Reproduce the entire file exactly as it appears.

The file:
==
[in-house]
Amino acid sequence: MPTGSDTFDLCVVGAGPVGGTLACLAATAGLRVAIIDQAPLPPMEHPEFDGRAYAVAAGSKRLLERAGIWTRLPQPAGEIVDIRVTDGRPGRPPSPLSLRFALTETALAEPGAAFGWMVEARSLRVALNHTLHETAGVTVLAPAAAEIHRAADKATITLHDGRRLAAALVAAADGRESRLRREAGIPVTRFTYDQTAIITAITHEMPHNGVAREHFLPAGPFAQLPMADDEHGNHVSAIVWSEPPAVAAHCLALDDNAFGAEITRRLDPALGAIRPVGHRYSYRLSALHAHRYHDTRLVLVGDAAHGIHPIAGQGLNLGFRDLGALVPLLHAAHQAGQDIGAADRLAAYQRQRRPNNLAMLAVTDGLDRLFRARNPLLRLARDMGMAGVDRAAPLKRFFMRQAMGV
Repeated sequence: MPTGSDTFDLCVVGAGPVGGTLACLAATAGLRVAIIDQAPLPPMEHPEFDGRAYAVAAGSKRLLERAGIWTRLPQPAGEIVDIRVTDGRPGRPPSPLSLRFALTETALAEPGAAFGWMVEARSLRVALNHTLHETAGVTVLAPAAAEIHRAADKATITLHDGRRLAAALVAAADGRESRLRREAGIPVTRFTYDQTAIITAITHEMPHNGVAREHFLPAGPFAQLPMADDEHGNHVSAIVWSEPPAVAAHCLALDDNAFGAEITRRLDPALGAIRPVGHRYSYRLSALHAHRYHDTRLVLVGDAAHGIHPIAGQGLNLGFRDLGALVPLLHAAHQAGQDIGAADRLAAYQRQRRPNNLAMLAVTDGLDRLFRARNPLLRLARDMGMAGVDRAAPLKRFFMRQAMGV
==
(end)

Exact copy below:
[in-house]
Amino acid sequence: MPTGSDTFDLCVVGAGPVGGTLACLAATAGLRVAIIDQAPLPPMEHPEFDGRAYAVAAGSKRLLERAGIWTRLPQPAGEIVDIRVTDGRPGRPPSPLSLRFALTETALAEPGAAFGWMVEARSLRVALNHTLHETAGVTVLAPAAAEIHRAADKATITLHDGRRLAAALVAAADGRESRLRREAGIPVTRFTYDQTAIITAITHEMPHNGVAREHFLPAGPFAQLPMADDEHGNHVSAIVWSEPPAVAAHCLALDDNAFGAEITRRLDPALGAIRPVGHRYSYRLSALHAHRYHDTRLVLVGDAAHGIHPIAGQGLNLGFRDLGALVPLLHAAHQAGQDIGAADRLAAYQRQRRPNNLAMLAVTDGLDRLFRARNPLLRLARDMGMAGVDRAAPLKRFFMRQAMGV
Repeated sequence: MPTGSDTFDLCVVGAGPVGGTLACLAATAGLRVAIIDQAPLPPMEHPEFDGRAYAVAAGSKRLLERAGIWTRLPQPAGEIVDIRVTDGRPGRPPSPLSLRFALTETALAEPGAAFGWMVEARSLRVALNHTLHETAGVTVLAPAAAEIHRAADKATITLHDGRRLAAALVAAADGRESRLRREAGIPVTRFTYDQTAIITAITHEMPHNGVAREHFLPAGPFAQLPMADDEHGNHVSAIVWSEPPAVAAHCLALDDNAFGAEITRRLDPALGAIRPVGHRYSYRLSALHAHRYHDTRLVLVGDAAHGIHPIAGQGLNLGFRDLGALVPLLHAAHQAGQDIGAADRLAAYQRQRRPNNLAMLAVTDGLDRLFRARNPLLRLARDMGMAGVDRAAPLKRFFMRQAMGV